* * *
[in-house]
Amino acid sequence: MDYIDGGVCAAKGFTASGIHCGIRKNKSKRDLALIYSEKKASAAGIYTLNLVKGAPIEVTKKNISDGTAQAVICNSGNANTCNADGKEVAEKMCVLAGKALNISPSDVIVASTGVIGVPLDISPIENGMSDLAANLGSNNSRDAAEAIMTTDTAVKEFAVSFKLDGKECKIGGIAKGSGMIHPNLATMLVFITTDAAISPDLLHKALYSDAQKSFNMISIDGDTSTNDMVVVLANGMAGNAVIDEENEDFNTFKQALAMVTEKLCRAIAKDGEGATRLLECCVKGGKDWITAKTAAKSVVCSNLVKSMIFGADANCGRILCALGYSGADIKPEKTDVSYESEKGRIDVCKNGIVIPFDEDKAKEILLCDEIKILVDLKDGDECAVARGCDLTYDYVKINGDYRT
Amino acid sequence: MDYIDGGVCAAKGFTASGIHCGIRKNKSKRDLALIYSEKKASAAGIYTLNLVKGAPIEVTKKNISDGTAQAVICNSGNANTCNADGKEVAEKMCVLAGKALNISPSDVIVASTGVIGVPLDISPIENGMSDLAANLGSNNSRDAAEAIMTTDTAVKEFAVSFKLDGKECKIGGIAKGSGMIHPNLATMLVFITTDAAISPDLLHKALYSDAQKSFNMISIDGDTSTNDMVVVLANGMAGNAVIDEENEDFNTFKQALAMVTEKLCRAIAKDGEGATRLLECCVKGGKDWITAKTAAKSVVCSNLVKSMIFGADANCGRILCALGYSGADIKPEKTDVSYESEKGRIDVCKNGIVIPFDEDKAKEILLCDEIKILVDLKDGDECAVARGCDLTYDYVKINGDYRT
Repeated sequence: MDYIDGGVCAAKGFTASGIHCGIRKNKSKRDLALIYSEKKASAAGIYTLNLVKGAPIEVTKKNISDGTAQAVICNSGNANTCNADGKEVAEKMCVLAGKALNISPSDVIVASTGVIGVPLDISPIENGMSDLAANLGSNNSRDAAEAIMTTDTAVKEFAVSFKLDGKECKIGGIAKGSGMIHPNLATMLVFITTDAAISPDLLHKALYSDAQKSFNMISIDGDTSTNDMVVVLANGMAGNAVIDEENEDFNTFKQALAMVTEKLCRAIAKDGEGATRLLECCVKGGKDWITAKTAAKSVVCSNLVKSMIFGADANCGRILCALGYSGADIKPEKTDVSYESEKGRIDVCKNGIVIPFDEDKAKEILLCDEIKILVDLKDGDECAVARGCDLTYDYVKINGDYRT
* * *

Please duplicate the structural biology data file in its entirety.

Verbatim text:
[in-house]
Amino acid sequence: MDYIDGGVCAAKGFTASGIHCGIRKNKSKRDLALIYSEKKASAAGIYTLNLVKGAPIEVTKKNISDGTAQAVICNSGNANTCNADGKEVAEKMCVLAGKALNISPSDVIVASTGVIGVPLDISPIENGMSDLAANLGSNNSRDAAEAIMTTDTAVKEFAVSFKLDGKECKIGGIAKGSGMIHPNLATMLVFITTDAAISPDLLHKALYSDAQKSFNMISIDGDTSTNDMVVVLANGMAGNAVIDEENEDFNTFKQALAMVTEKLCRAIAKDGEGATRLLECCVKGGKDWITAKTAAKSVVCSNLVKSMIFGADANCGRILCALGYSGADIKPEKTDVSYESEKGRIDVCKNGIVIPFDEDKAKEILLCDEIKILVDLKDGDECAVARGCDLTYDYVKINGDYRT
Amino acid sequence: MDYIDGGVCAAKGFTASGIHCGIRKNKSKRDLALIYSEKKASAAGIYTLNLVKGAPIEVTKKNISDGTAQAVICNSGNANTCNADGKEVAEKMCVLAGKALNISPSDVIVASTGVIGVPLDISPIENGMSDLAANLGSNNSRDAAEAIMTTDTAVKEFAVSFKLDGKECKIGGIAKGSGMIHPNLATMLVFITTDAAISPDLLHKALYSDAQKSFNMISIDGDTSTNDMVVVLANGMAGNAVIDEENEDFNTFKQALAMVTEKLCRAIAKDGEGATRLLECCVKGGKDWITAKTAAKSVVCSNLVKSMIFGADANCGRILCALGYSGADIKPEKTDVSYESEKGRIDVCKNGIVIPFDEDKAKEILLCDEIKILVDLKDGDECAVARGCDLTYDYVKINGDYRT
Repeated sequence: MDYIDGGVCAAKGFTASGIHCGIRKNKSKRDLALIYSEKKASAAGIYTLNLVKGAPIEVTKKNISDGTAQAVICNSGNANTCNADGKEVAEKMCVLAGKALNISPSDVIVASTGVIGVPLDISPIENGMSDLAANLGSNNSRDAAEAIMTTDTAVKEFAVSFKLDGKECKIGGIAKGSGMIHPNLATMLVFITTDAAISPDLLHKALYSDAQKSFNMISIDGDTSTNDMVVVLANGMAGNAVIDEENEDFNTFKQALAMVTEKLCRAIAKDGEGATRLLECCVKGGKDWITAKTAAKSVVCSNLVKSMIFGADANCGRILCALGYSGADIKPEKTDVSYESEKGRIDVCKNGIVIPFDEDKAKEILLCDEIKILVDLKDGDECAVARGCDLTYDYVKINGDYRT